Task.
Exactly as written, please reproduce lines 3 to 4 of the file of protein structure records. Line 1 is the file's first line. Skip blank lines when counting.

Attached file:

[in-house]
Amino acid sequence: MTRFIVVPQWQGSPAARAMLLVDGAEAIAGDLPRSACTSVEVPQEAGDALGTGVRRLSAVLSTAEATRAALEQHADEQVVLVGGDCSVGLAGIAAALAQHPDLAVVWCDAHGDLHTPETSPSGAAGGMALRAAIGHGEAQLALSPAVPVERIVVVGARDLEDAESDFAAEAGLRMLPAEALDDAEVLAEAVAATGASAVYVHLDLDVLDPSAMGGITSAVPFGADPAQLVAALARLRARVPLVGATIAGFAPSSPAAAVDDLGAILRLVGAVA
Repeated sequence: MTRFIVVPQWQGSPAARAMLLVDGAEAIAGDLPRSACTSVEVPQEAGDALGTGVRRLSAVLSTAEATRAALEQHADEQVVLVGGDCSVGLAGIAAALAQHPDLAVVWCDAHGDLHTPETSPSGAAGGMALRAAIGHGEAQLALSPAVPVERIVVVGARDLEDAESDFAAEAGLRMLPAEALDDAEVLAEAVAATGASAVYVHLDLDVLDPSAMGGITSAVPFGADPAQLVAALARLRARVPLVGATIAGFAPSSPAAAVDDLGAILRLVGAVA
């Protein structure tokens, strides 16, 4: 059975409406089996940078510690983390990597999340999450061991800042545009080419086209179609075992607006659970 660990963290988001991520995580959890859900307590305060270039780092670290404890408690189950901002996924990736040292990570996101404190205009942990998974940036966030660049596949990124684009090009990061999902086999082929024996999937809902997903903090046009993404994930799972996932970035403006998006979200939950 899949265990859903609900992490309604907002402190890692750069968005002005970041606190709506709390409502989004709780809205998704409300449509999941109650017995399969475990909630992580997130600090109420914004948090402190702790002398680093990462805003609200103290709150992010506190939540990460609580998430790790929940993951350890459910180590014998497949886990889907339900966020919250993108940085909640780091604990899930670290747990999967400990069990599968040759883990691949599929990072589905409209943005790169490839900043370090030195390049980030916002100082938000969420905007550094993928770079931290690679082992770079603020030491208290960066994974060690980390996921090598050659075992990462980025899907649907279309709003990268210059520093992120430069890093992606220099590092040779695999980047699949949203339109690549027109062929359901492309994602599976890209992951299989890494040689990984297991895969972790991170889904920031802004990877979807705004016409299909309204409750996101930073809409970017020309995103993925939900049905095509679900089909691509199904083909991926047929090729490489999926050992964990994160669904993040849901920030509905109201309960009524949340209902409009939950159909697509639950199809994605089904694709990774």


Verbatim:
Repeated sequence: MTRFIVVPQWQGSPAARAMLLVDGAEAIAGDLPRSACTSVEVPQEAGDALGTGVRRLSAVLSTAEATRAALEQHADEQVVLVGGDCSVGLAGIAAALAQHPDLAVVWCDAHGDLHTPETSPSGAAGGMALRAAIGHGEAQLALSPAVPVERIVVVGARDLEDAESDFAAEAGLRMLPAEALDDAEVLAEAVAATGASAVYVHLDLDVLDPSAMGGITSAVPFGADPAQLVAALARLRARVPLVGATIAGFAPSSPAAAVDDLGAILRLVGAVA
């Protein structure tokens, strides 16, 4: 059975409406089996940078510690983390990597999340999450061991800042545009080419086209179609075992607006659970 660990963290988001991520995580959890859900307590305060270039780092670290404890408690189950901002996924990736040292990570996101404190205009942990998974940036966030660049596949990124684009090009990061999902086999082929024996999937809902997903903090046009993404994930799972996932970035403006998006979200939950 899949265990859903609900992490309604907002402190890692750069968005002005970041606190709506709390409502989004709780809205998704409300449509999941109650017995399969475990909630992580997130600090109420914004948090402190702790002398680093990462805003609200103290709150992010506190939540990460609580998430790790929940993951350890459910180590014998497949886990889907339900966020919250993108940085909640780091604990899930670290747990999967400990069990599968040759883990691949599929990072589905409209943005790169490839900043370090030195390049980030916002100082938000969420905007550094993928770079931290690679082992770079603020030491208290960066994974060690980390996921090598050659075992990462980025899907649907279309709003990268210059520093992120430069890093992606220099590092040779695999980047699949949203339109690549027109062929359901492309994602599976890209992951299989890494040689990984297991895969972790991170889904920031802004990877979807705004016409299909309204409750996101930073809409970017020309995103993925939900049905095509679900089909691509199904083909991926047929090729490489999926050992964990994160669904993040849901920030509905109201309960009524949340209902409009939950159909697509639950199809994605089904694709990774």